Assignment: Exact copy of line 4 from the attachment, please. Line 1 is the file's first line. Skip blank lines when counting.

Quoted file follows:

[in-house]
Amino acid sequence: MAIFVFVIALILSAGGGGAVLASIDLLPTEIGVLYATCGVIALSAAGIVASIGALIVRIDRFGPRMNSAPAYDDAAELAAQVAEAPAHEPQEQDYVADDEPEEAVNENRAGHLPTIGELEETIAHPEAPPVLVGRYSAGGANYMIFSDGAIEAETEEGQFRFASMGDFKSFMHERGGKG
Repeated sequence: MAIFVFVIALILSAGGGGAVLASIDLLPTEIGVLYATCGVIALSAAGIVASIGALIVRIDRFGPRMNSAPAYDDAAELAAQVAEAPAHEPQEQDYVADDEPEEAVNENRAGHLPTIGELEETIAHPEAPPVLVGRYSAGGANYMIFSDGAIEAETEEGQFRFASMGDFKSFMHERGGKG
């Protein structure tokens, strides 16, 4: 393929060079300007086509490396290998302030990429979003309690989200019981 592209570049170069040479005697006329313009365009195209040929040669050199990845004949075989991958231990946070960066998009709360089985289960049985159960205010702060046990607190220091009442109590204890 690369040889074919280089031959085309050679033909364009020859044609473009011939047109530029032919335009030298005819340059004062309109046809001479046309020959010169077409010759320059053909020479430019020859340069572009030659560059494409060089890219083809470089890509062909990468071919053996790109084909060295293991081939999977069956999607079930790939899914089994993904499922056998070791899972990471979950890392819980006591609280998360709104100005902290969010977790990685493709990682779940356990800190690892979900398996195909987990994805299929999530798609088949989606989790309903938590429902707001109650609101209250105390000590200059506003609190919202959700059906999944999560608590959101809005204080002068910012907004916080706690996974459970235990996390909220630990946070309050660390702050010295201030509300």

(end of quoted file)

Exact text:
């Protein structure tokens, strides 16, 4: 393929060079300007086509490396290998302030990429979003309690989200019981 592209570049170069040479005697006329313009365009195209040929040669050199990845004949075989991958231990946070960066998009709360089985289960049985159960205010702060046990607190220091009442109590204890 690369040889074919280089031959085309050679033909364009020859044609473009011939047109530029032919335009030298005819340059004062309109046809001479046309020959010169077409010759320059053909020479430019020859340069572009030659560059494409060089890219083809470089890509062909990468071919053996790109084909060295293991081939999977069956999607079930790939899914089994993904499922056998070791899972990471979950890392819980006591609280998360709104100005902290969010977790990685493709990682779940356990800190690892979900398996195909987990994805299929999530798609088949989606989790309903938590429902707001109650609101209250105390000590200059506003609190919202959700059906999944999560608590959101809005204080002068910012907004916080706690996974459970235990996390909220630990946070309050660390702050010295201030509300």